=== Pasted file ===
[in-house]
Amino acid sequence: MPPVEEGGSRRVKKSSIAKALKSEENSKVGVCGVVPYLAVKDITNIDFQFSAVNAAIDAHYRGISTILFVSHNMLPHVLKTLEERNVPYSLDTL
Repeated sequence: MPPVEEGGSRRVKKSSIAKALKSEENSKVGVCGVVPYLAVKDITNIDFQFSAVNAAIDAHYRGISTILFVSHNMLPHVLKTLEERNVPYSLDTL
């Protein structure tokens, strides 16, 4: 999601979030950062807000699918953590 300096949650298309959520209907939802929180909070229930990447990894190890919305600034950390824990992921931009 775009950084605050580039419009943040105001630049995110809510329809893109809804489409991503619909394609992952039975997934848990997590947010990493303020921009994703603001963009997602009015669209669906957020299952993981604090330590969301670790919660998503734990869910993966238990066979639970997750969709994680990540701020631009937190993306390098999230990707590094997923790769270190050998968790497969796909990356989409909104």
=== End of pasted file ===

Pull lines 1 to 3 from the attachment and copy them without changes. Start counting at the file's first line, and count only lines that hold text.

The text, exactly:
[in-house]
Amino acid sequence: MPPVEEGGSRRVKKSSIAKALKSEENSKVGVCGVVPYLAVKDITNIDFQFSAVNAAIDAHYRGISTILFVSHNMLPHVLKTLEERNVPYSLDTL
Repeated sequence: MPPVEEGGSRRVKKSSIAKALKSEENSKVGVCGVVPYLAVKDITNIDFQFSAVNAAIDAHYRGISTILFVSHNMLPHVLKTLEERNVPYSLDTL